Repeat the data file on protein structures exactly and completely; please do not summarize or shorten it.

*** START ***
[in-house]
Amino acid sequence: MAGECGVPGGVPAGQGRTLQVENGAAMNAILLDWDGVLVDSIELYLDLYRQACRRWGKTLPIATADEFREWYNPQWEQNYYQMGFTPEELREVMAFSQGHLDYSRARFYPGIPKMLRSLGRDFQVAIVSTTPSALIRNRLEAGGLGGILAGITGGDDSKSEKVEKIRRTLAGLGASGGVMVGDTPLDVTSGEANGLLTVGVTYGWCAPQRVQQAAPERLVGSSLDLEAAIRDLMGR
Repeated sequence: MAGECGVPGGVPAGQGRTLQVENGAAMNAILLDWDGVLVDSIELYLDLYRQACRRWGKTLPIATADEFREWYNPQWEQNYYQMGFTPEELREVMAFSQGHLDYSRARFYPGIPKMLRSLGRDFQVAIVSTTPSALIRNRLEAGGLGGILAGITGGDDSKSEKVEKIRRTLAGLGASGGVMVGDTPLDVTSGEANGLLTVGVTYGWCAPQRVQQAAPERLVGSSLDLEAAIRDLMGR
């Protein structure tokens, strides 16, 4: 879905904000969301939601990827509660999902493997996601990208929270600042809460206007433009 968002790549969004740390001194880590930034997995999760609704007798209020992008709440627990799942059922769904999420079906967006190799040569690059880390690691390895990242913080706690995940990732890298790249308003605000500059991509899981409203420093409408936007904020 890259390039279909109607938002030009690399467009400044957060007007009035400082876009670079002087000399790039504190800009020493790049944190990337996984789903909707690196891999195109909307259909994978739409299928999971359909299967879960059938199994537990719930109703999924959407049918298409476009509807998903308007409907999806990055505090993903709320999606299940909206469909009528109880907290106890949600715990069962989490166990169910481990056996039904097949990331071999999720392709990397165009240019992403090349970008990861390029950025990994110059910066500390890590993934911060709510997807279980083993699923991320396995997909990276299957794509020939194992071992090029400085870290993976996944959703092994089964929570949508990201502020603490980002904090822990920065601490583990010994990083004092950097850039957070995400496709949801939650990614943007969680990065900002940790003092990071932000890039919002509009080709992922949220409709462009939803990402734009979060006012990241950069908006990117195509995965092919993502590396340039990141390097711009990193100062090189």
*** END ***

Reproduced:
[in-house]
Amino acid sequence: MAGECGVPGGVPAGQGRTLQVENGAAMNAILLDWDGVLVDSIELYLDLYRQACRRWGKTLPIATADEFREWYNPQWEQNYYQMGFTPEELREVMAFSQGHLDYSRARFYPGIPKMLRSLGRDFQVAIVSTTPSALIRNRLEAGGLGGILAGITGGDDSKSEKVEKIRRTLAGLGASGGVMVGDTPLDVTSGEANGLLTVGVTYGWCAPQRVQQAAPERLVGSSLDLEAAIRDLMGR
Repeated sequence: MAGECGVPGGVPAGQGRTLQVENGAAMNAILLDWDGVLVDSIELYLDLYRQACRRWGKTLPIATADEFREWYNPQWEQNYYQMGFTPEELREVMAFSQGHLDYSRARFYPGIPKMLRSLGRDFQVAIVSTTPSALIRNRLEAGGLGGILAGITGGDDSKSEKVEKIRRTLAGLGASGGVMVGDTPLDVTSGEANGLLTVGVTYGWCAPQRVQQAAPERLVGSSLDLEAAIRDLMGR
């Protein structure tokens, strides 16, 4: 879905904000969301939601990827509660999902493997996601990208929270600042809460206007433009 968002790549969004740390001194880590930034997995999760609704007798209020992008709440627990799942059922769904999420079906967006190799040569690059880390690691390895990242913080706690995940990732890298790249308003605000500059991509899981409203420093409408936007904020 890259390039279909109607938002030009690399467009400044957060007007009035400082876009670079002087000399790039504190800009020493790049944190990337996984789903909707690196891999195109909307259909994978739409299928999971359909299967879960059938199994537990719930109703999924959407049918298409476009509807998903308007409907999806990055505090993903709320999606299940909206469909009528109880907290106890949600715990069962989490166990169910481990056996039904097949990331071999999720392709990397165009240019992403090349970008990861390029950025990994110059910066500390890590993934911060709510997807279980083993699923991320396995997909990276299957794509020939194992071992090029400085870290993976996944959703092994089964929570949508990201502020603490980002904090822990920065601490583990010994990083004092950097850039957070995400496709949801939650990614943007969680990065900002940790003092990071932000890039919002509009080709992922949220409709462009939803990402734009979060006012990241950069908006990117195509995965092919993502590396340039990141390097711009990193100062090189």